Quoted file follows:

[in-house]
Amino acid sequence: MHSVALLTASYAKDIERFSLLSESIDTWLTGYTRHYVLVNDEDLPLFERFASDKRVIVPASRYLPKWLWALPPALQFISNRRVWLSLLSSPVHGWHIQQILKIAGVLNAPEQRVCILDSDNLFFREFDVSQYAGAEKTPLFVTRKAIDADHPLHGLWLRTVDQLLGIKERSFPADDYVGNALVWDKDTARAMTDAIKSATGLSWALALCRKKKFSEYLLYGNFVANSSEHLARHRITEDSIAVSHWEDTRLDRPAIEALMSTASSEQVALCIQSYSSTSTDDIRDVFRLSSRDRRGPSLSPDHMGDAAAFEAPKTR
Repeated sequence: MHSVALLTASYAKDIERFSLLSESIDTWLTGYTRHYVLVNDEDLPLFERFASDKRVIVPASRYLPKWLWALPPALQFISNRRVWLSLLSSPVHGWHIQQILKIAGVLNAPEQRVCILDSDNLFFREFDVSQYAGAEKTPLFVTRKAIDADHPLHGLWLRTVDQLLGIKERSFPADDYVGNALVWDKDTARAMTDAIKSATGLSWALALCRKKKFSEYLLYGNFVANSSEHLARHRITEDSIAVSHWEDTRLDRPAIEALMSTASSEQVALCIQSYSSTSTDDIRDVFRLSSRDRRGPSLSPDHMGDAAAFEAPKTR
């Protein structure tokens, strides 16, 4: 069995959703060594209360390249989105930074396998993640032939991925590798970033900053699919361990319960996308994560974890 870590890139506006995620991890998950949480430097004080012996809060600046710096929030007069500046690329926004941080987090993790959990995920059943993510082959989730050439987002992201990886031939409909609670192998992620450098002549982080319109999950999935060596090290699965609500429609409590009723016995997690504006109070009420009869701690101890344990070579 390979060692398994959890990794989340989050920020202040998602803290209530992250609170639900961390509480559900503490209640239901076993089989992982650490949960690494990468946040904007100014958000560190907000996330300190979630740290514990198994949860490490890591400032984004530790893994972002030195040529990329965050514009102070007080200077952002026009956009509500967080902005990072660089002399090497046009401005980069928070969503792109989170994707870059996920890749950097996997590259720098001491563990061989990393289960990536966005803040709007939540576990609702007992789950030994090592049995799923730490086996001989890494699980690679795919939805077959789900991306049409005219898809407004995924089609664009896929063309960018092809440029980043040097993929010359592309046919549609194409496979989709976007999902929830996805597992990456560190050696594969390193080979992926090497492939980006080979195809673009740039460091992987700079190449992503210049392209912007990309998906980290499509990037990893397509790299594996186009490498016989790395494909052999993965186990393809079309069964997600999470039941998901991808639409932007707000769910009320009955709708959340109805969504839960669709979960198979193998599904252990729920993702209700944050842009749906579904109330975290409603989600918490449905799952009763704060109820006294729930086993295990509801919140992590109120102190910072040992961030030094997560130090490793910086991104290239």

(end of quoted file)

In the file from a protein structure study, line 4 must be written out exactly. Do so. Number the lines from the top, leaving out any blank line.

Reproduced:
């Protein structure tokens, strides 16, 4: 069995959703060594209360390249989105930074396998993640032939991925590798970033900053699919361990319960996308994560974890 870590890139506006995620991890998950949480430097004080012996809060600046710096929030007069500046690329926004941080987090993790959990995920059943993510082959989730050439987002992201990886031939409909609670192998992620450098002549982080319109999950999935060596090290699965609500429609409590009723016995997690504006109070009420009869701690101890344990070579 390979060692398994959890990794989340989050920020202040998602803290209530992250609170639900961390509480559900503490209640239901076993089989992982650490949960690494990468946040904007100014958000560190907000996330300190979630740290514990198994949860490490890591400032984004530790893994972002030195040529990329965050514009102070007080200077952002026009956009509500967080902005990072660089002399090497046009401005980069928070969503792109989170994707870059996920890749950097996997590259720098001491563990061989990393289960990536966005803040709007939540576990609702007992789950030994090592049995799923730490086996001989890494699980690679795919939805077959789900991306049409005219898809407004995924089609664009896929063309960018092809440029980043040097993929010359592309046919549609194409496979989709976007999902929830996805597992990456560190050696594969390193080979992926090497492939980006080979195809673009740039460091992987700079190449992503210049392209912007990309998906980290499509990037990893397509790299594996186009490498016989790395494909052999993965186990393809079309069964997600999470039941998901991808639409932007707000769910009320009955709708959340109805969504839960669709979960198979193998599904252990729920993702209700944050842009749906579904109330975290409603989600918490449905799952009763704060109820006294729930086993295990509801919140992590109120102190910072040992961030030094997560130090490793910086991104290239």